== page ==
Archive for the ‘all humans have innate knowledge of God's existence’ Category

A man’s physical hunger does not prove that man will get any bread; he may die of starvation on a raft in the Atlantic. But surely a man’s hunger does prove that he comes of a race which repairs its body by eating and inhabits a world where eatable substances exist

October 7, 2009

…we remain conscious of a desire which no natural happiness will satisfy. A man’s physical hunger does not prove that man will get any bread; he may die of starvation on a raft in the Atlantic. But surely a man’s hunger does prove that he comes of a race which repairs its body by eating and inhabits a world where eatable substances exist.

In the same way, though I do not believe (I wish I did) that my desire for Paradise proves that I shall enjoy it, I think it a pretty good indication that such a thing exists and that some men will. A man may love a woman and not win her; but it would be very odd if the phenomenon called “falling in love” occurred in a sexless world.

Here, then is the desire, still wandering and uncertain of its object and still largely unable to see that object in the direction where it really lies.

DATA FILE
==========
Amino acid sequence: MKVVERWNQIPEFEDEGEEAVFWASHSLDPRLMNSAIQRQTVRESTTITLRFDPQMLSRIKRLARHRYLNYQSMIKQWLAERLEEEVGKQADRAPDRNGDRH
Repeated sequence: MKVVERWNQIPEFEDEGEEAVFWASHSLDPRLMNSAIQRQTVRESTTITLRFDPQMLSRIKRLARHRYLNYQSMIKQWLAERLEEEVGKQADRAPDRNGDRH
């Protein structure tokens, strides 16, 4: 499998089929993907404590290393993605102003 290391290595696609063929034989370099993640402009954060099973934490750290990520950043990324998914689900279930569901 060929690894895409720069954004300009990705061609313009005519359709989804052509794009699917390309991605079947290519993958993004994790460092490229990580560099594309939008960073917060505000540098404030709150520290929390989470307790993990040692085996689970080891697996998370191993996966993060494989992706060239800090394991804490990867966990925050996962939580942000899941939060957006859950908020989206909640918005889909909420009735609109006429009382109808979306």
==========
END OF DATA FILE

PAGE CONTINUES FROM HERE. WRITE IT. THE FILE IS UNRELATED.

C.S. Lewis, The Weight of Glory

The wish to be free of God is the deepest yearning of man. It is greater than his yearning for God

September 26, 2009

The wish to be free of God is the deepest yearning of man. It is greater than his yearning for God.

Helmu Thielicke, Nihilism, 1961, p.40

I’m not a Christian, I’m not a Buddha

September 19, 2009

I’m not a Christian, I’m not a Buddha (sic.), I just believe in God. I think there’s more to life than what we can see.

Ruud Gullit, October 1996 after death of Chelsea Vice-Chairman, Matthew Harding in a helicopter crash.

Many people admit to there being a God but without special revelation this God remains unknown.

Two things fill the mind with ever new and increasing wonder

September 10, 2009

Two things fill the mind with ever new and increasing wonder and awe – the starry heavens above me and the moral law within me.

Immanuel Kant, Critique of Practical Reason, p.193, 259